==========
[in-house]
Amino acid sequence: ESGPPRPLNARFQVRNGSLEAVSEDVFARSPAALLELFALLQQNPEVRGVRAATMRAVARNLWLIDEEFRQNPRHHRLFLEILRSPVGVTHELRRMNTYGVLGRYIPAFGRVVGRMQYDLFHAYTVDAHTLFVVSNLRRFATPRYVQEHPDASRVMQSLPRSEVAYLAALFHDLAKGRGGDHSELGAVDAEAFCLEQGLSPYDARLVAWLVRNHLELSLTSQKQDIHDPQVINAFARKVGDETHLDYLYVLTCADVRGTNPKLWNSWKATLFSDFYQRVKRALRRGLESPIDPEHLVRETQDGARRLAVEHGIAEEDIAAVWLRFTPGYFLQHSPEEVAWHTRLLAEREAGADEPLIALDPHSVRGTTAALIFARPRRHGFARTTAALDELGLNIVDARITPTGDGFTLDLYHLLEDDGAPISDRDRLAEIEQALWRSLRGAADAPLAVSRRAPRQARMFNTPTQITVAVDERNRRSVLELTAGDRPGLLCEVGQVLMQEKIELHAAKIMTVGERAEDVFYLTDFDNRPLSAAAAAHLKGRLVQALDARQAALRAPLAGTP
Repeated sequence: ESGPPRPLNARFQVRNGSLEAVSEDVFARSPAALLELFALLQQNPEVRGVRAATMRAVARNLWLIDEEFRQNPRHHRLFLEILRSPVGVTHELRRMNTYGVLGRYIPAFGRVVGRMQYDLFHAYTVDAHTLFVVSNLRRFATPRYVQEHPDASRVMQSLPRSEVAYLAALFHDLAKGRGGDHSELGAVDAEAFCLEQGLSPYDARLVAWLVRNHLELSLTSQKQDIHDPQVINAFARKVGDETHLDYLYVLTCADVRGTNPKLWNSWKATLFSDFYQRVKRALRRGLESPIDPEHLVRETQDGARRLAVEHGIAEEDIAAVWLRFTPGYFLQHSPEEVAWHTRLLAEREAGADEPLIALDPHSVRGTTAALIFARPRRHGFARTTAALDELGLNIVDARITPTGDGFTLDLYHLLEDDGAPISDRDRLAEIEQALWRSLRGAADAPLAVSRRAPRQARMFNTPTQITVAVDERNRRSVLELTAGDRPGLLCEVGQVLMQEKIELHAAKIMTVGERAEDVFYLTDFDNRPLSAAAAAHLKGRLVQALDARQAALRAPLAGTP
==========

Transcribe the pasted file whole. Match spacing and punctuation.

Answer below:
[in-house]
Amino acid sequence: ESGPPRPLNARFQVRNGSLEAVSEDVFARSPAALLELFALLQQNPEVRGVRAATMRAVARNLWLIDEEFRQNPRHHRLFLEILRSPVGVTHELRRMNTYGVLGRYIPAFGRVVGRMQYDLFHAYTVDAHTLFVVSNLRRFATPRYVQEHPDASRVMQSLPRSEVAYLAALFHDLAKGRGGDHSELGAVDAEAFCLEQGLSPYDARLVAWLVRNHLELSLTSQKQDIHDPQVINAFARKVGDETHLDYLYVLTCADVRGTNPKLWNSWKATLFSDFYQRVKRALRRGLESPIDPEHLVRETQDGARRLAVEHGIAEEDIAAVWLRFTPGYFLQHSPEEVAWHTRLLAEREAGADEPLIALDPHSVRGTTAALIFARPRRHGFARTTAALDELGLNIVDARITPTGDGFTLDLYHLLEDDGAPISDRDRLAEIEQALWRSLRGAADAPLAVSRRAPRQARMFNTPTQITVAVDERNRRSVLELTAGDRPGLLCEVGQVLMQEKIELHAAKIMTVGERAEDVFYLTDFDNRPLSAAAAAHLKGRLVQALDARQAALRAPLAGTP
Repeated sequence: ESGPPRPLNARFQVRNGSLEAVSEDVFARSPAALLELFALLQQNPEVRGVRAATMRAVARNLWLIDEEFRQNPRHHRLFLEILRSPVGVTHELRRMNTYGVLGRYIPAFGRVVGRMQYDLFHAYTVDAHTLFVVSNLRRFATPRYVQEHPDASRVMQSLPRSEVAYLAALFHDLAKGRGGDHSELGAVDAEAFCLEQGLSPYDARLVAWLVRNHLELSLTSQKQDIHDPQVINAFARKVGDETHLDYLYVLTCADVRGTNPKLWNSWKATLFSDFYQRVKRALRRGLESPIDPEHLVRETQDGARRLAVEHGIAEEDIAAVWLRFTPGYFLQHSPEEVAWHTRLLAEREAGADEPLIALDPHSVRGTTAALIFARPRRHGFARTTAALDELGLNIVDARITPTGDGFTLDLYHLLEDDGAPISDRDRLAEIEQALWRSLRGAADAPLAVSRRAPRQARMFNTPTQITVAVDERNRRSVLELTAGDRPGLLCEVGQVLMQEKIELHAAKIMTVGERAEDVFYLTDFDNRPLSAAAAAHLKGRLVQALDARQAALRAPLAGTP